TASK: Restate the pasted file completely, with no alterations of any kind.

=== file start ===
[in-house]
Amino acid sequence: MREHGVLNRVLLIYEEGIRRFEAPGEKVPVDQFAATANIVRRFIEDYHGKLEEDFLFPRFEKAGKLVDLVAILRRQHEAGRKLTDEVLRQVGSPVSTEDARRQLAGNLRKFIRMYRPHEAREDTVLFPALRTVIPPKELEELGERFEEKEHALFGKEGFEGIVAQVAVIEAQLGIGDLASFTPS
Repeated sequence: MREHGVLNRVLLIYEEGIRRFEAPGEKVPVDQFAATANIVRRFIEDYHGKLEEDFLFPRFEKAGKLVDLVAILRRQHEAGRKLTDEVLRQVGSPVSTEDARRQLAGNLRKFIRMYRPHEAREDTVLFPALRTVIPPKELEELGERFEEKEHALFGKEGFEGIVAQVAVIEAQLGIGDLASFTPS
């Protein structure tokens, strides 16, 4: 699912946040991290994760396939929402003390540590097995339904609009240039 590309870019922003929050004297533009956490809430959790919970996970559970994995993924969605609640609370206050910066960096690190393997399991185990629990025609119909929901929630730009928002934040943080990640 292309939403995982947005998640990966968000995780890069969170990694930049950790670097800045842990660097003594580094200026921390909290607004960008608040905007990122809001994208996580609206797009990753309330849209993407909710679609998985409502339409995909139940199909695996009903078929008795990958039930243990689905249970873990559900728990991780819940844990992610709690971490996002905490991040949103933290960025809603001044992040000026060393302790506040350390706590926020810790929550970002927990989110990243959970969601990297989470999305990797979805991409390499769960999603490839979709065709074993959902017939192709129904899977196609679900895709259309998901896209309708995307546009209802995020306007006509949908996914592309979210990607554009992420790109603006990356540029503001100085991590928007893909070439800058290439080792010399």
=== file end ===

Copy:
[in-house]
Amino acid sequence: MREHGVLNRVLLIYEEGIRRFEAPGEKVPVDQFAATANIVRRFIEDYHGKLEEDFLFPRFEKAGKLVDLVAILRRQHEAGRKLTDEVLRQVGSPVSTEDARRQLAGNLRKFIRMYRPHEAREDTVLFPALRTVIPPKELEELGERFEEKEHALFGKEGFEGIVAQVAVIEAQLGIGDLASFTPS
Repeated sequence: MREHGVLNRVLLIYEEGIRRFEAPGEKVPVDQFAATANIVRRFIEDYHGKLEEDFLFPRFEKAGKLVDLVAILRRQHEAGRKLTDEVLRQVGSPVSTEDARRQLAGNLRKFIRMYRPHEAREDTVLFPALRTVIPPKELEELGERFEEKEHALFGKEGFEGIVAQVAVIEAQLGIGDLASFTPS
């Protein structure tokens, strides 16, 4: 699912946040991290994760396939929402003390540590097995339904609009240039 590309870019922003929050004297533009956490809430959790919970996970559970994995993924969605609640609370206050910066960096690190393997399991185990629990025609119909929901929630730009928002934040943080990640 292309939403995982947005998640990966968000995780890069969170990694930049950790670097800045842990660097003594580094200026921390909290607004960008608040905007990122809001994208996580609206797009990753309330849209993407909710679609998985409502339409995909139940199909695996009903078929008795990958039930243990689905249970873990559900728990991780819940844990992610709690971490996002905490991040949103933290960025809603001044992040000026060393302790506040350390706590926020810790929550970002927990989110990243959970969601990297989470999305990797979805991409390499769960999603490839979709065709074993959902017939192709129904899977196609679900895709259309998901896209309708995307546009209802995020306007006509949908996914592309979210990607554009992420790109603006990356540029503001100085991590928007893909070439800058290439080792010399």